Loyola Quidditch wins Battle of Privet Drive
Loyola Quidditch defeated Tulane University in a series of 3 matches on Sunday, Jan. 19. Loyola has been undefeated against Tulane 3 seasons. KYLEE MCINTYRE/ The Maroon
Loyola Quidditch took on our neighbors, Tulane University, last Sunday at the Battle of Privet Drive and won all three matches: a trend that the players are hoping to keep as the World Cup approaches.
Jake Gomrick, music industries junior and co-captain of the team, said it was mostly the inexperience of Tulane's team that caused them to fall to Loyola- in fact all of the matches were quite close. He acknowledges that they are an athletic and skilled team. However, they only started their program last fall, giving them an underhand to Loyola's team.
"Their inexperience has allowed us to go undefeated against them since their program began. As game three demonstrates, they are getting a lot closer to our level, and if we don't keep striving to improve, it won't be long until they catch up," Gomrick said.
It has been four years since Quidditch was brought to Loyola's campus. They took second place at World Cup in Division II last year, however this year they will be in Division I. This means that they will be playing "the best of the best," said Steven Gergen, environmental science junior and captain.
"Maybe I'm pessimistic or maybe I'm just a realist, but we're not in the same league as the people we have to compete against now. If we do make it through, at least it'll be a learning experience," Gergen said.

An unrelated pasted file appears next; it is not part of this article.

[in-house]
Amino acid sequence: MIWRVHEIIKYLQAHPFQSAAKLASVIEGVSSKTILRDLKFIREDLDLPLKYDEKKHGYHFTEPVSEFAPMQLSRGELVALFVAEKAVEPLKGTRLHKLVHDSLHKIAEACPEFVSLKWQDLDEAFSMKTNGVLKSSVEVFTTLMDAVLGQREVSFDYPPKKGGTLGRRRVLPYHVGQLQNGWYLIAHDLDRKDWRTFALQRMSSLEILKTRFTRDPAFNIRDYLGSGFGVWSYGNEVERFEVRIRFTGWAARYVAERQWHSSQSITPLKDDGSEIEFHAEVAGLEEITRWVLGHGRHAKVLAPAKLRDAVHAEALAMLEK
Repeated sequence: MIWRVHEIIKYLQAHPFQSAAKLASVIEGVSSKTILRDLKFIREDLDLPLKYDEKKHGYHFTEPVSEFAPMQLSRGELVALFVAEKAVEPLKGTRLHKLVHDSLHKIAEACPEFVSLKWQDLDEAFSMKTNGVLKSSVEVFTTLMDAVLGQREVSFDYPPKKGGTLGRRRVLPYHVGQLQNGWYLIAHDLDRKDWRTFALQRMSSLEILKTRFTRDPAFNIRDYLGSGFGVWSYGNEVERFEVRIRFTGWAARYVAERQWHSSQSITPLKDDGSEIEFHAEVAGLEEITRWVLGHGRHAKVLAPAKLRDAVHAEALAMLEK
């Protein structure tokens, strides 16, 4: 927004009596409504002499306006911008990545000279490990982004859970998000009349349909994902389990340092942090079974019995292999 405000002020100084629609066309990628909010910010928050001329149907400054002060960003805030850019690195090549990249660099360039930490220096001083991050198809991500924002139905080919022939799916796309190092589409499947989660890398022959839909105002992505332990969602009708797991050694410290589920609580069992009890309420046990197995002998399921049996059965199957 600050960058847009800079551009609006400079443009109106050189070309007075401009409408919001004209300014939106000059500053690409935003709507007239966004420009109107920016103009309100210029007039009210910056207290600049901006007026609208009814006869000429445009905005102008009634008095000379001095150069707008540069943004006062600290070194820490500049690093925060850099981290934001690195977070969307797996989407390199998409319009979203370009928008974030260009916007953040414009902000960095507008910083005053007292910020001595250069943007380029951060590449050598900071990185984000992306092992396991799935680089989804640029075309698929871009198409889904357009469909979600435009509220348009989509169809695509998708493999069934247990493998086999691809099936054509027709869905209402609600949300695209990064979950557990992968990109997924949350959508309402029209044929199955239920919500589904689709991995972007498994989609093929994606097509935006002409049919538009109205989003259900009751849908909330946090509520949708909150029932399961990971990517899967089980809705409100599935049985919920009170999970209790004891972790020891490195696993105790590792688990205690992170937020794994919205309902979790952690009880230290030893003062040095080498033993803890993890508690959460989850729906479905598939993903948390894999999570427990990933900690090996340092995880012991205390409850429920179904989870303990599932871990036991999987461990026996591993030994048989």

Regardless, the team has not stopped practicing and perfecting in efforts to make them the best they can possibly be. They have added new workouts, as well as a newly structured defense, economics sophomore, Eric Jurgeson said.
"I believe our new defense, Hoops, worked really well on Sunday and definitely played into our wins against Tulane. It shuts down passes and clogs the hoops, allowing us to keep their shooting percentage very low," Jurgeson said.
Sian Hairston, psychology sophomore, said she is also noticing that their practices are helping them to become a stronger team. They strategize their practices increasingly after every match, as well as working on new drills that are constantly being implemented. Hairston said that all of these things are helpful, mainly because of how close the team is.
"We also recognize each player's weaknesses and build on those. Mostly we just all work together, and my teammates have become some of my best friends, and it really shows when we play together," Hairston said.
Gergen said the team will travel to Austin, Texas this coming weekend to play a tournament against "bottom of the bracket teams," which according to Gergen is the closest thing that still exists to Division II. Then, they will travel again to Oklahoma in February for the qualifying tournament for World Cup, the game where they will face teams such as Texas A&M and Auburn.
Whether it be pessimism or realism, these players know they are facing challenges in the upcoming months. However this will not stop them from continuing to strive to be the best on broomsticks around.
Sarah Szigeti can be contacted at firstname.lastname@example.org
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